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The Effect of ‘On-Line’ POCT on Patient waiting times in an Accident and Emergency Department
  1. Ashfaq Gilkar,
  2. Richard Fink,
  3. Philip Eardley,
  4. Catriona Barron
  1. Correspondence to
    Ashfaq Gilkar ashfaq.gilkar{at}wmuh.nhs.uk

Abstract

This POCT (point of care testing) team was constructed at the start of 2012 to implement the POCT project aiming to define and test the hypothesis that interfacing POCT devices to a clinical electronic order communications system reduces patient waiting times in an NHS Accident and Emergency Department (A&E). The devices selected for evaluation initially comprised the Sysmex XS 1000i haematology analyser and the Abbott i-Stat chemistry analyser.

The POCT devices were interfaced to a server (Midlynx) which in turn was connected via the hospital internal network, to the ICE system (Integrated Clinical Environment). Test orders entered on the ICE system produced a bar code label read by the individual POCT devices. Once required tests were assayed, the results were transmitted back to the ICE system, where they could be viewed by users across the hospital site. The quality of POCT analytical performance was assessed by running quality control checks as recommended by the manufacturers and by exchanging samples daily with the clinical laboratory. The I-Stat (a Chemistry analyser manufactured by 'Abbott plc') was also tested against material obtained from a national external quality assurance scheme (NEQAS).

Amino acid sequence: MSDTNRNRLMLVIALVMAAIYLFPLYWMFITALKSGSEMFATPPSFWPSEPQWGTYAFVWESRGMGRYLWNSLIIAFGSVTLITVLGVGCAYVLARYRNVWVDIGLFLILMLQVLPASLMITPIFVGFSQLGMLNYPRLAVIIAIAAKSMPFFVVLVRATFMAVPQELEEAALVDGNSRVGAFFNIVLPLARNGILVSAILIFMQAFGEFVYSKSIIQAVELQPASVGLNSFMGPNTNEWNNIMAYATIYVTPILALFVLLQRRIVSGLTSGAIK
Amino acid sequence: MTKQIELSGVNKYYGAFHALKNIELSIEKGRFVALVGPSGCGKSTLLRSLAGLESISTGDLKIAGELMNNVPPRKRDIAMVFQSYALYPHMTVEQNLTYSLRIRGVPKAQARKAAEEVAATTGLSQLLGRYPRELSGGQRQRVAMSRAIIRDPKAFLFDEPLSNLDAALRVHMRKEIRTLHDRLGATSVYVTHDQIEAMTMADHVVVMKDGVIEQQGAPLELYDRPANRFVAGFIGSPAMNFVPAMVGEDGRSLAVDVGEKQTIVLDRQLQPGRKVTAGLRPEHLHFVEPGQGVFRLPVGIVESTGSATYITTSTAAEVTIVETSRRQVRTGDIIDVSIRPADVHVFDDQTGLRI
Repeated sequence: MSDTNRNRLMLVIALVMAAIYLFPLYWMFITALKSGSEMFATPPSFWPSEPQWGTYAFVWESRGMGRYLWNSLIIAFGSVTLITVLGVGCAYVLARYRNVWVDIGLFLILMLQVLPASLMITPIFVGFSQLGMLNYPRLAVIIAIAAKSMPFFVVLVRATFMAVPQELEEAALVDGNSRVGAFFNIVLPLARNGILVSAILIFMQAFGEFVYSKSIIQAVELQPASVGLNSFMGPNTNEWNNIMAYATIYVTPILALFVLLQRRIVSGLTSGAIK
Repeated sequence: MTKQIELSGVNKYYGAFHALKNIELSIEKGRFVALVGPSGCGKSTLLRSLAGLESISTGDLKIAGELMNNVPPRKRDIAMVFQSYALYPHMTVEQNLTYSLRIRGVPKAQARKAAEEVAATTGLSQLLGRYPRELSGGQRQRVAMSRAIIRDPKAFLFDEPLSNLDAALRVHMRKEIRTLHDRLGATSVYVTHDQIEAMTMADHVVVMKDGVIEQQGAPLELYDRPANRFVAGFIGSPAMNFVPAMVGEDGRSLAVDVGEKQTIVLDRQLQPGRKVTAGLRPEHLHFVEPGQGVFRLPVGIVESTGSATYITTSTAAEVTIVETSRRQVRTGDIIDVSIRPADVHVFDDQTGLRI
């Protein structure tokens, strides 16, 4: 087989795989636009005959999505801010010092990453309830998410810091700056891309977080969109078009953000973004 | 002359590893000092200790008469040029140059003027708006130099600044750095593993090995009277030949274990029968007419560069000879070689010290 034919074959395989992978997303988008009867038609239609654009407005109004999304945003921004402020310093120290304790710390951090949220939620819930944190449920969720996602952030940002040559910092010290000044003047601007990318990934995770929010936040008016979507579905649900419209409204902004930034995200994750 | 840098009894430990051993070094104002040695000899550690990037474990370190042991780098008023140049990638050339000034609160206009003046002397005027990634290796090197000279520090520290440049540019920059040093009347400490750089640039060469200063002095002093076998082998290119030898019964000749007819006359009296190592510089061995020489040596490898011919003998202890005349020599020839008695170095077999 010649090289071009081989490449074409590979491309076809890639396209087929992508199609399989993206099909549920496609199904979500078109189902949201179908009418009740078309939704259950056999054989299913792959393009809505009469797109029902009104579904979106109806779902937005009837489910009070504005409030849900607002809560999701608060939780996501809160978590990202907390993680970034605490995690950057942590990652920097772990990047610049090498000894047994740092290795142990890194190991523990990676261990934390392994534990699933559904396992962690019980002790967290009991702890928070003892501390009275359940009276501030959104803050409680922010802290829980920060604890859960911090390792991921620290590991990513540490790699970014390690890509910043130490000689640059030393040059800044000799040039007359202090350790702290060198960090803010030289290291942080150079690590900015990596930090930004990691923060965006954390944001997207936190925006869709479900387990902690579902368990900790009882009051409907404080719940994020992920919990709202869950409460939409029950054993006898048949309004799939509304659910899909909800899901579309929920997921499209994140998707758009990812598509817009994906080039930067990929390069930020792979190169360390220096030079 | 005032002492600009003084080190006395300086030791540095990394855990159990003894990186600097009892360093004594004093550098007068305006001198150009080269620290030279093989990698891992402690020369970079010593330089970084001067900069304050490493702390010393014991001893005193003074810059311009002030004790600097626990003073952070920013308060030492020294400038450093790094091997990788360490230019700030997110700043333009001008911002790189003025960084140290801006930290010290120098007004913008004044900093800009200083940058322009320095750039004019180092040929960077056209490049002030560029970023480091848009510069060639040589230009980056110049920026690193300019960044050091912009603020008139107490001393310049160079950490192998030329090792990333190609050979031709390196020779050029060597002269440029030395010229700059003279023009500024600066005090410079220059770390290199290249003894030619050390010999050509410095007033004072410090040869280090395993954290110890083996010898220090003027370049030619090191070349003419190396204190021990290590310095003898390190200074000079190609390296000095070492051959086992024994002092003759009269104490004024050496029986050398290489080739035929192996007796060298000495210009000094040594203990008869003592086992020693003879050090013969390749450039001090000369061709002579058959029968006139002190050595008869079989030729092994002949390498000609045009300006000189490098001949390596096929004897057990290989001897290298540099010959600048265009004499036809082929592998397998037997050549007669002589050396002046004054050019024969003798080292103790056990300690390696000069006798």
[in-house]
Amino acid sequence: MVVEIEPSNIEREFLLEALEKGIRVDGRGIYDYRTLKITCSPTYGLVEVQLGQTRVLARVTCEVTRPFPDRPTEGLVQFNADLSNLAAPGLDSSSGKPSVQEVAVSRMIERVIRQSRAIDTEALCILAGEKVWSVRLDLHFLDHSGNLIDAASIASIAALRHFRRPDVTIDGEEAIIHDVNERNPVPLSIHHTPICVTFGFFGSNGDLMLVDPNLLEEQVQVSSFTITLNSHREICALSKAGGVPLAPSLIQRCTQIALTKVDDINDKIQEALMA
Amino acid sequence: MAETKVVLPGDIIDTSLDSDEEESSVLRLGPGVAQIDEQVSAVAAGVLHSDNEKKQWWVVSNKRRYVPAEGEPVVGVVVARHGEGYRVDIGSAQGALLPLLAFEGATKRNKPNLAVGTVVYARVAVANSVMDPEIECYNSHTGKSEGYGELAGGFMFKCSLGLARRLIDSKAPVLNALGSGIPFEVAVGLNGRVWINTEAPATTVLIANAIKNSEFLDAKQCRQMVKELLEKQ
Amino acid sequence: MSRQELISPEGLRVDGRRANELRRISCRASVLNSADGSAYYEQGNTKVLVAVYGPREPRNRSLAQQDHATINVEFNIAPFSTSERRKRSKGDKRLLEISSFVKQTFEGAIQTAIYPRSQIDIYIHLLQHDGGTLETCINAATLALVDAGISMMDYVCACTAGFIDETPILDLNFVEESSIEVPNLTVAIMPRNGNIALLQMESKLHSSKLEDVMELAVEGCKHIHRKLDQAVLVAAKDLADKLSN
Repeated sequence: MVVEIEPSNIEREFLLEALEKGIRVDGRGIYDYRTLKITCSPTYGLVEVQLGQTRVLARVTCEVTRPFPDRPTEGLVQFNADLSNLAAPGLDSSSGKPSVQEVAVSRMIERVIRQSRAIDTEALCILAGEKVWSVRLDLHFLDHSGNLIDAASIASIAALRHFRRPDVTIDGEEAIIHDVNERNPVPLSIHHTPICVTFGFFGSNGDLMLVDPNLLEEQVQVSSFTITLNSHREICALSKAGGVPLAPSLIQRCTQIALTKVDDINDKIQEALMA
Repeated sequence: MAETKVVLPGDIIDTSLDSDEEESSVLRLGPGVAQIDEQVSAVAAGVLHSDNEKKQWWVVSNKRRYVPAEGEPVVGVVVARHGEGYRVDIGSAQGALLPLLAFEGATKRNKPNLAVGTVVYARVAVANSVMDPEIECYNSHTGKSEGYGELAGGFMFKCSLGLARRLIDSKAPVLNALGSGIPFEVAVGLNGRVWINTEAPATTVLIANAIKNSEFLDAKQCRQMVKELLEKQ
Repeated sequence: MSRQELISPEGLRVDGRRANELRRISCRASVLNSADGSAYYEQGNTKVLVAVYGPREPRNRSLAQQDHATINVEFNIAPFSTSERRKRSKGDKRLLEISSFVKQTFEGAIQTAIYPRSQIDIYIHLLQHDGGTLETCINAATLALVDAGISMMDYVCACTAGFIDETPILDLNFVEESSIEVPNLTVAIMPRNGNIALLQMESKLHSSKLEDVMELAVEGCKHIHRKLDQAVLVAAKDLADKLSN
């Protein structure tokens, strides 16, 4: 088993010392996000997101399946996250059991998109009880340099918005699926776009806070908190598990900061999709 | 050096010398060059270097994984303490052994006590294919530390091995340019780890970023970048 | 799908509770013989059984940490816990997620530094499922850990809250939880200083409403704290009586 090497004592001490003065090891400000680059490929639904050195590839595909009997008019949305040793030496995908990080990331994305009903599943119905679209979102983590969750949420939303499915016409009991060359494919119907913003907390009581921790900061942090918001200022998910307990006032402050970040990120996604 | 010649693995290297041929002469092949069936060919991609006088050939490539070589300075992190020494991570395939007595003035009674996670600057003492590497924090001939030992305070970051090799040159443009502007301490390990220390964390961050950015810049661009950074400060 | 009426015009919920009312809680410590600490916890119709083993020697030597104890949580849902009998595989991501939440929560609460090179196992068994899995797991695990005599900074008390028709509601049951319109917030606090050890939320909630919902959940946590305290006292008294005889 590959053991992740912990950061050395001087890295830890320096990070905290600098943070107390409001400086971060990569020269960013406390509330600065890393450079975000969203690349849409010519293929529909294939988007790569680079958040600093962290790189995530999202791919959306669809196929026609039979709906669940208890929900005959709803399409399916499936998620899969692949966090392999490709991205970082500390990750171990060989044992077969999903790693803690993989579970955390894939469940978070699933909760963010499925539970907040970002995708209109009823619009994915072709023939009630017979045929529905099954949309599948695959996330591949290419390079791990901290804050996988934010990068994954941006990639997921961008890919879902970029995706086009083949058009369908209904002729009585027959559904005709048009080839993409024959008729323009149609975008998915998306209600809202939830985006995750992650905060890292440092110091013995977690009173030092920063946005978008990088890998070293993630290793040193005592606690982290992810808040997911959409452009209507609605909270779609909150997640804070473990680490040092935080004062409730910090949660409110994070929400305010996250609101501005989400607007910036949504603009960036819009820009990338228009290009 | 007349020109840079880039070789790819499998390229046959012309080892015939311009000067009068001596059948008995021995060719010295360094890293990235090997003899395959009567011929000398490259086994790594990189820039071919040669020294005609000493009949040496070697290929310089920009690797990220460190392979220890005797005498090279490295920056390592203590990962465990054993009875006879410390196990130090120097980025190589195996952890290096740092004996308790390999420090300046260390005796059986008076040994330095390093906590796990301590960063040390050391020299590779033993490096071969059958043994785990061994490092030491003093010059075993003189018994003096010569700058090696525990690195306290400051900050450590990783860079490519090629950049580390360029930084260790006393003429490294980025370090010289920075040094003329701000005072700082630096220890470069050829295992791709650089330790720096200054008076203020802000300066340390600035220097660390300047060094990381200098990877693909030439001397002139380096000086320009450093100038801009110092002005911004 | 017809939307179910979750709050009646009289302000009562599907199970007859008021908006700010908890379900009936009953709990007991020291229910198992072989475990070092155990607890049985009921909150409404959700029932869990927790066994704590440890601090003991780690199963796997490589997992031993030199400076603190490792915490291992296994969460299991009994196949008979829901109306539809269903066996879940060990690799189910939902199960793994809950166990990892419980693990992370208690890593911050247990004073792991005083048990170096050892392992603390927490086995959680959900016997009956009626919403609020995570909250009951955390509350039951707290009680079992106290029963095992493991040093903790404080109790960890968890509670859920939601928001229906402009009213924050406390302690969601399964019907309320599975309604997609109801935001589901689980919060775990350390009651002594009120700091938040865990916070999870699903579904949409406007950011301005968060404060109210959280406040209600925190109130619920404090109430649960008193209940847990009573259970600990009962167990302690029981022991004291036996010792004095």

The time taken to produce POCT tests was calculated as the time elapsed (TE) between requesting tests, and the time at which completed results were returned to the ICE system. Patient waiting times were derived from the patient administration system (Symphony) used in the A&E department. To assess the true effect of POCT on patient waiting times the analysis was confined to cases associated with POCT tests only (n = 217). A control population (n=229) was randomly selected from the clinical laboratory database. The time interval between requesting a test and receiving the results for the POCT tests was 23 minutes and for the laboratory tests, 60 minutes. The patient waiting times (time of discharge – time of arrival) was 167 minutes for the POCT group and 208 for the clinical laboratory group, a difference of 31 minutes. The project confirmed that interfaced (on-line) POCT has many advantages with respect to the quality and safety of data management. The benefits include reliable identification of the requesting clinician and patient and the assurance that the right result is allocated to the right patient. The study also showed that the quality of results produced by the POCT devices met the requirements of the clinical environment.

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